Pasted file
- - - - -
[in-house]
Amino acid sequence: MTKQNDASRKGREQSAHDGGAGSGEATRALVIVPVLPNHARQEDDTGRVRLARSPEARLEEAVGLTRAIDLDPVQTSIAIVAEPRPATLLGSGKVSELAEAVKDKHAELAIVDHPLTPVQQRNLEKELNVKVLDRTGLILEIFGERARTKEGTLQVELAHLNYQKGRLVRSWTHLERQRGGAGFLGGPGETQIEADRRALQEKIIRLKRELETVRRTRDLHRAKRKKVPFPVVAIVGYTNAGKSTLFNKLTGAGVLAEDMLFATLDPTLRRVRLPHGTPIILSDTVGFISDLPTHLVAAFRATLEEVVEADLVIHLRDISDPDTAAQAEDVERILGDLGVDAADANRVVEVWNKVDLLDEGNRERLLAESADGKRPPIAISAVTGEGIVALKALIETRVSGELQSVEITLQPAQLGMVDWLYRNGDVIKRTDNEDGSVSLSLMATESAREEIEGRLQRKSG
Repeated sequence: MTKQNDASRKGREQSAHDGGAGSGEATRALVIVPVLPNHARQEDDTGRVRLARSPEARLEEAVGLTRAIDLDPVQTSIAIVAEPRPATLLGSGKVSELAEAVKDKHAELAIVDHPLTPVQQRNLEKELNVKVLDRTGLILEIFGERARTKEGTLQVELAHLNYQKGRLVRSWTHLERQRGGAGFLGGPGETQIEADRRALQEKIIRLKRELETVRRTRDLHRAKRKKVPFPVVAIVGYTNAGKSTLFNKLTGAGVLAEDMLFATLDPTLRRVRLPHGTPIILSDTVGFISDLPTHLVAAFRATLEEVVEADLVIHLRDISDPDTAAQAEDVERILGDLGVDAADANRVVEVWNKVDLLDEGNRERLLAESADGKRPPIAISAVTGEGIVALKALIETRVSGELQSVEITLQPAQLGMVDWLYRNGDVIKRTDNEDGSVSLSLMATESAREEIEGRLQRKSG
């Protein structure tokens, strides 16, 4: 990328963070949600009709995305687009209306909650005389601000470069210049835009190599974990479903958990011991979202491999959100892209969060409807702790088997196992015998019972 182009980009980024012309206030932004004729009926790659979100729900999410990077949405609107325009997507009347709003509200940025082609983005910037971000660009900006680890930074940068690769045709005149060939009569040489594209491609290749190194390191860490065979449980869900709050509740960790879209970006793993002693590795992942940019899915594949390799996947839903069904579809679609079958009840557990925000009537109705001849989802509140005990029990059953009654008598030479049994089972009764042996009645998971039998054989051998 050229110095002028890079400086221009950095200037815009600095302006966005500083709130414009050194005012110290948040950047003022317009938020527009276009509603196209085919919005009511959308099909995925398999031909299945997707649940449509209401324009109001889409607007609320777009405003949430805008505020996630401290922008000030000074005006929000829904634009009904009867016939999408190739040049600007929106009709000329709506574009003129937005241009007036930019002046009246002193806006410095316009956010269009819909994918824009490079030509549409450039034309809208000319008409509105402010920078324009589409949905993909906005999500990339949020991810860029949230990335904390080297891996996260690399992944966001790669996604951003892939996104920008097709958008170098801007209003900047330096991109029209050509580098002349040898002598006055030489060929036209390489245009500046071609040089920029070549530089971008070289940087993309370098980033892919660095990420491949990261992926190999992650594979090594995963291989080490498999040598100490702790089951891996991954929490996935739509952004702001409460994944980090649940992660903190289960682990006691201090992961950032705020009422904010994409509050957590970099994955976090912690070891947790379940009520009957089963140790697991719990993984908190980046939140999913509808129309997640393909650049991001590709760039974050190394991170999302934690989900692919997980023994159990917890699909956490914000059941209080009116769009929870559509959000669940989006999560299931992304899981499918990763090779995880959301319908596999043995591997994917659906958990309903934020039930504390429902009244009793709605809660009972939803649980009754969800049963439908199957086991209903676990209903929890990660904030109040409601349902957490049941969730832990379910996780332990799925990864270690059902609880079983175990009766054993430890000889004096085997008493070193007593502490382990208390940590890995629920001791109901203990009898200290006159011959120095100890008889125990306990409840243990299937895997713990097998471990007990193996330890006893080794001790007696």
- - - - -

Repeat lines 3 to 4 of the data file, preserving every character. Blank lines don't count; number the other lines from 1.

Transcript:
Repeated sequence: MTKQNDASRKGREQSAHDGGAGSGEATRALVIVPVLPNHARQEDDTGRVRLARSPEARLEEAVGLTRAIDLDPVQTSIAIVAEPRPATLLGSGKVSELAEAVKDKHAELAIVDHPLTPVQQRNLEKELNVKVLDRTGLILEIFGERARTKEGTLQVELAHLNYQKGRLVRSWTHLERQRGGAGFLGGPGETQIEADRRALQEKIIRLKRELETVRRTRDLHRAKRKKVPFPVVAIVGYTNAGKSTLFNKLTGAGVLAEDMLFATLDPTLRRVRLPHGTPIILSDTVGFISDLPTHLVAAFRATLEEVVEADLVIHLRDISDPDTAAQAEDVERILGDLGVDAADANRVVEVWNKVDLLDEGNRERLLAESADGKRPPIAISAVTGEGIVALKALIETRVSGELQSVEITLQPAQLGMVDWLYRNGDVIKRTDNEDGSVSLSLMATESAREEIEGRLQRKSG
């Protein structure tokens, strides 16, 4: 990328963070949600009709995305687009209306909650005389601000470069210049835009190599974990479903958990011991979202491999959100892209969060409807702790088997196992015998019972 182009980009980024012309206030932004004729009926790659979100729900999410990077949405609107325009997507009347709003509200940025082609983005910037971000660009900006680890930074940068690769045709005149060939009569040489594209491609290749190194390191860490065979449980869900709050509740960790879209970006793993002693590795992942940019899915594949390799996947839903069904579809679609079958009840557990925000009537109705001849989802509140005990029990059953009654008598030479049994089972009764042996009645998971039998054989051998 050229110095002028890079400086221009950095200037815009600095302006966005500083709130414009050194005012110290948040950047003022317009938020527009276009509603196209085919919005009511959308099909995925398999031909299945997707649940449509209401324009109001889409607007609320777009405003949430805008505020996630401290922008000030000074005006929000829904634009009904009867016939999408190739040049600007929106009709000329709506574009003129937005241009007036930019002046009246002193806006410095316009956010269009819909994918824009490079030509549409450039034309809208000319008409509105402010920078324009589409949905993909906005999500990339949020991810860029949230990335904390080297891996996260690399992944966001790669996604951003892939996104920008097709958008170098801007209003900047330096991109029209050509580098002349040898002598006055030489060929036209390489245009500046071609040089920029070549530089971008070289940087993309370098980033892919660095990420491949990261992926190999992650594979090594995963291989080490498999040598100490702790089951891996991954929490996935739509952004702001409460994944980090649940992660903190289960682990006691201090992961950032705020009422904010994409509050957590970099994955976090912690070891947790379940009520009957089963140790697991719990993984908190980046939140999913509808129309997640393909650049991001590709760039974050190394991170999302934690989900692919997980023994159990917890699909956490914000059941209080009116769009929870559509959000669940989006999560299931992304899981499918990763090779995880959301319908596999043995591997994917659906958990309903934020039930504390429902009244009793709605809660009972939803649980009754969800049963439908199957086991209903676990209903929890990660904030109040409601349902957490049941969730832990379910996780332990799925990864270690059902609880079983175990009766054993430890000889004096085997008493070193007593502490382990208390940590890995629920001791109901203990009898200290006159011959120095100890008889125990306990409840243990299937895997713990097998471990007990193996330890006893080794001790007696």